Jump to content


Candy Paint Jobs/Hot Rods..


  • You cannot reply to this topic
20 replies to this topic

#1 10thumbs

10thumbs

    MCM Avid Poster

  • Members
  • PipPipPipPipPip
  • 323 posts
  • Location:Florida Boy, living in Europe..
  • Full Name:Michael Dalton

Posted 02 July 2014 - 06:23 AM

Hi guys,

 

Since my 64 Color Me Gone Dodge is just about finished (needs decals), I'm planning my next model.  Since I need some simple hands on refresh time, I want to do a kit that pretty much OOTB.

 

So, a Revell 32 Ford gets the call.  I'll use a different engine though, but I want a real snappy paint job.

 

Is candle apple red a possibility for an average Joe type painter like me?

 

Any hints from painters here?

 

Thanks,

Michael



#2 High octane

High octane

    MCM Ohana

  • Members
  • PipPipPipPipPipPip
  • 3,720 posts
  • Location:Midwest
  • Full Name:Nick

Posted 02 July 2014 - 06:32 AM

Yes, I just finished a "candy paint" job 'bout a week ago using "rattlecans" and it came out great. I'm havin' trouble postin' pics on this site, so no pic. Use a base coat over your primer such as silver or gold and let it dry for a day or so. Then apply your candy color coats in LIGHT coats and go a bit heavier on your final coat. TOO many coats will come out a solid color and your basecoat will not show through. I've seen a candy red paint job come out maroon because the builder put on too many coats of candy red. I hope this helps.

 

You could send me a PM with your e-mail addy and I could send you some candy pics if you'd like.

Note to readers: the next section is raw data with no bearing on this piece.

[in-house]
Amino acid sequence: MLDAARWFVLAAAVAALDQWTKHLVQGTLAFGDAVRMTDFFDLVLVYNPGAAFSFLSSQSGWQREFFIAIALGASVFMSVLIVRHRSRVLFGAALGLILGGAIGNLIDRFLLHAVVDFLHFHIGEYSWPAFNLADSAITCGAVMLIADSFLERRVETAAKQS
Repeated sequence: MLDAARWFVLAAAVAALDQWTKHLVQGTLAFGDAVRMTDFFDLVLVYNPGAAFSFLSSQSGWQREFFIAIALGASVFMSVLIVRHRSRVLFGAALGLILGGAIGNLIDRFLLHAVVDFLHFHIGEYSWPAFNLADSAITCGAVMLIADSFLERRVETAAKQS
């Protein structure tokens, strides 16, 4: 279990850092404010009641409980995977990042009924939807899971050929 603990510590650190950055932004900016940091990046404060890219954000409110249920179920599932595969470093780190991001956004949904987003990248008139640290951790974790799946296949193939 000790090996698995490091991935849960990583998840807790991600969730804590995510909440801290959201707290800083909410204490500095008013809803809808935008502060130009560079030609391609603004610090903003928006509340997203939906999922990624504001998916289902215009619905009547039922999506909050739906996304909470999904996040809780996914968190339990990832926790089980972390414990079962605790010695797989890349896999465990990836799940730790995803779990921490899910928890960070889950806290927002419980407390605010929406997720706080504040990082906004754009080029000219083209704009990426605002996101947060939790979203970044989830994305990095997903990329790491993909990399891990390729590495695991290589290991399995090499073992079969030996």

#3 10thumbs

10thumbs

    MCM Avid Poster

  • Members
  • PipPipPipPipPip
  • 323 posts
  • Location:Florida Boy, living in Europe..
  • Full Name:Michael Dalton

Posted 02 July 2014 - 07:29 AM

Hi Nick,

 

I've tried a bunch of plastic spoons, great tip by the way. The spoons are white.  I've  tried different shades of primer, or in this case just a covering coat of paint, grey, flat red, 3 different golds, and just using the white plain plastic without any pre-painting.

 

You write "use a base coat over your primer"...and let it completely dry out.  What is the color of the base coat?  Do you mean silver or gold as a backgound for the candy color to be used?  Be it blue or green or red.  Just asking to clear up, and to get detailed info.

 

I'm not even sure I need a primer, or is the primer a must, even if the plastic is flawless?

 

Michael



#4 High octane

High octane

    MCM Ohana

  • Members
  • PipPipPipPipPipPip
  • 3,720 posts
  • Location:Midwest
  • Full Name:Nick

Posted 02 July 2014 - 07:46 AM